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dc.contributor.advisorOrlovich, David
dc.contributor.advisorDickinson, Kath
dc.contributor.authorCrowe, Max
dc.date.available2012-11-14T03:02:06Z
dc.date.copyright2012
dc.identifier.citationCrowe, M. (2012). Characterisation of arbuscular mycorrhizal fungal communities associated with Hieracium lepidulum in Central Otago, New Zealand (Thesis, Master of Science). University of Otago. Retrieved from http://hdl.handle.net/10523/2606en
dc.identifier.urihttp://hdl.handle.net/10523/2606
dc.description.abstractAlien plants cost the New Zealand economy over $1 billon per annum in lost revenue and control measures, and can modify native plant communities to the detriment of endemic biodiversity. Hieracium lepidulum has invaded several regions of New Zealand and is found in high densities among the hills in Central Otago. The roles of microbes are increasingly included in theoretical models of plant invasion, and this study investigates the diversity and spatial structure of a group of ubiquitous organisms, the arbuscular mycorrhizal fungi (AMF), growing in symbiosis with Hieracium lepidulum. Three AMF-specific molecular primer sets were tested to determine their relative sensitivity and specificity for detecting AMF in cultures established from field collected propagules. The optimal primer set was then used to characterise the AMF community associated with H. lepidulum in modified subalpine grassland. The fungi from 30 plant individuals within a 1.8 × 1.8 m plot were characterised using restriction fragment length polymorphism (RFLP) analysis and cloning. AMF communities colonising individual plants were found to be diverse, uncorrelated with root biomass, and possess significant phylogenetic structure. Nine phylogenetically distinct taxa were defined, with no plant individual possessing more than seven taxa, despite one AMF taxon comprising over 67% of total abundances. Spatial analysis found evidence of significant positive spatial autocorrelation in the identities of AMF colonising neighbouring H. lepidulum up to 0.5 m. Spatial clustering was also detected in the distributions of H. lepidulum individuals at similar scales, potentially indicating common mechanisms structuring both host and symbiont distributions. Phylogenetic analysis of the sequence data found evidence that the detected AMF taxa were potentially endemic and widespread generalists, indicating that the success of H.lepidulum as an invader is not likely to be the result of facilitation by coinvasive AMF.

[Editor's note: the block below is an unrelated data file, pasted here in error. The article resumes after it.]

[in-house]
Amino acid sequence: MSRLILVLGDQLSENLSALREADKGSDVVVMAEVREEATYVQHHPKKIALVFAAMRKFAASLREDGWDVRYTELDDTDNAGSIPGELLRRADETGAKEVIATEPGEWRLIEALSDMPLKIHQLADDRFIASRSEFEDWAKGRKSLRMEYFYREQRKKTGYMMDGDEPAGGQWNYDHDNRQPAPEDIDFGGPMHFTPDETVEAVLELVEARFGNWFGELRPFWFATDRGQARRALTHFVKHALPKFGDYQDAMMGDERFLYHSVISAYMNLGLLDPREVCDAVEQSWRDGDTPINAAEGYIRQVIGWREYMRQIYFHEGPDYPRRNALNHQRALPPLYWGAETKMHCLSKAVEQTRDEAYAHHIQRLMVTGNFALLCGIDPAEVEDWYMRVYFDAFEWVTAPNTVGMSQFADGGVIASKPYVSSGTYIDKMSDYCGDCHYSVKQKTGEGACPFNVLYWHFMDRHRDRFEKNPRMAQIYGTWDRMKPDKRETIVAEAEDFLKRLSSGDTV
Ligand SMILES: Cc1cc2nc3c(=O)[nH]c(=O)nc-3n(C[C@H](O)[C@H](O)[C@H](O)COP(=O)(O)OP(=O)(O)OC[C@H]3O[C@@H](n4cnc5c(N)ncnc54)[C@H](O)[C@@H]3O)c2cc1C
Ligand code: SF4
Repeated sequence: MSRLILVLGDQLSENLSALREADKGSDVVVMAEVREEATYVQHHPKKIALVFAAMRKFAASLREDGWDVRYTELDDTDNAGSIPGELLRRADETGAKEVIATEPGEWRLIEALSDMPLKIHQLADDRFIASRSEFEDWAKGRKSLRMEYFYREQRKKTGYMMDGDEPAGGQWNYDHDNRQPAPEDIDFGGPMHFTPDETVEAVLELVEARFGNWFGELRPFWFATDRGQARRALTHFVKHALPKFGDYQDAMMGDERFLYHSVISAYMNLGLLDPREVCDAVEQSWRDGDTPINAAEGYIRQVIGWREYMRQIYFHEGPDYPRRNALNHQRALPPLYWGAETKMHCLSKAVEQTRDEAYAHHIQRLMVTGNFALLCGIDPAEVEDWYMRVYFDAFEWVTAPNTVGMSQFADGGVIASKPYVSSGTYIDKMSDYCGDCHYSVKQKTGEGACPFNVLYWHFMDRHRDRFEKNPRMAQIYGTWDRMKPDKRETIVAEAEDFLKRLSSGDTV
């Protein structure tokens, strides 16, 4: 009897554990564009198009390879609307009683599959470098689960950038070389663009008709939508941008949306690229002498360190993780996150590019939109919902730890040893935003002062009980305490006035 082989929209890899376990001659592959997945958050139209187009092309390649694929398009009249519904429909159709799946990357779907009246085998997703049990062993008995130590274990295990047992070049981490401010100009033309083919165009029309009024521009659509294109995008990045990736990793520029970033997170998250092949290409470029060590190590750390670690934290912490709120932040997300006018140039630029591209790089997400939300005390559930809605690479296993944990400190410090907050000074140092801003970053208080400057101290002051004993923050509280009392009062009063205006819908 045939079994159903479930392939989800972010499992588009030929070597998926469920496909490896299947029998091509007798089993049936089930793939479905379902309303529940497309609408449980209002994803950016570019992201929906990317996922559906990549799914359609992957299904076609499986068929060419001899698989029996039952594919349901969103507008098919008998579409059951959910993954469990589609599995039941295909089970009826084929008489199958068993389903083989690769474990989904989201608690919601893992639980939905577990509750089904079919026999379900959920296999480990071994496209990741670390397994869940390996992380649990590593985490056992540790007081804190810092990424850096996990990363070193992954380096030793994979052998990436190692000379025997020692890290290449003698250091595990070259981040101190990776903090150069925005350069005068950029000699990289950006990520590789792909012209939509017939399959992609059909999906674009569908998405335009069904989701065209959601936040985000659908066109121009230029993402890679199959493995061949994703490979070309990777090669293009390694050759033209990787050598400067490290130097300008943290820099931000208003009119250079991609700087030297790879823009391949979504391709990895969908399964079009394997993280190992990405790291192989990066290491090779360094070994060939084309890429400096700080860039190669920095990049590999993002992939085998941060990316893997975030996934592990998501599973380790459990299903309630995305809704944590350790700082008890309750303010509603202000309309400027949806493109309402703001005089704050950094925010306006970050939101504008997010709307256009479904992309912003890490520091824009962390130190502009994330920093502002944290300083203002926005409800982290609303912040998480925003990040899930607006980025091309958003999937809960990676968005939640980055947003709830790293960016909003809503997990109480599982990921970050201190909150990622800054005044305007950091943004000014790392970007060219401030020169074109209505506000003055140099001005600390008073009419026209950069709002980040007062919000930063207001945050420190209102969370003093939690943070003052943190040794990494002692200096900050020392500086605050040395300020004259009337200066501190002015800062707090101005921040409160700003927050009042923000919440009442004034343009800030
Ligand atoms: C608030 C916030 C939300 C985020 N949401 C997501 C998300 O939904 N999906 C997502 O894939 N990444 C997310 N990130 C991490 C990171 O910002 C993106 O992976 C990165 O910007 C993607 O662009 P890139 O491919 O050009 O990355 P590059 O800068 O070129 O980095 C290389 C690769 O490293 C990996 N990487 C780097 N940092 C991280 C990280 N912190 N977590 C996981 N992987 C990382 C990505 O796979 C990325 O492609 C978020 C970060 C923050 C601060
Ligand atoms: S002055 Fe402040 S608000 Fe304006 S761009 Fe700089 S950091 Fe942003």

dc.format.mimetypeapplication/pdf
dc.language.isoen
dc.publisherUniversity of Otago
dc.rightsAll items in OUR Archive are provided for private study and research purposes and are protected by copyright with all rights reserved unless otherwise indicated.
dc.subjectNew Zealand
dc.subjectHieracium
dc.subjectHieracium lepidulum
dc.subjectGlomeromycota
dc.subjectarbuscular mycorrhiza
dc.subject18s
dc.subjectSpatial autocorrelation
dc.subjectrDNA
dc.subjectLocharburn
dc.subjectRFLP
dc.subjectAMF
dc.subjectInvasion
dc.subjectFaciliation
dc.subjectSymbiosis
dc.titleCharacterisation of arbuscular mycorrhizal fungal communities associated with Hieracium lepidulum in Central Otago, New Zealand
dc.typeThesis
dc.date.updated2012-11-14T01:58:59Z
dc.language.rfc3066en
thesis.degree.disciplineBotany
thesis.degree.nameMaster of Science
thesis.degree.grantorUniversity of Otago
thesis.degree.levelMasters
otago.openaccessOpen
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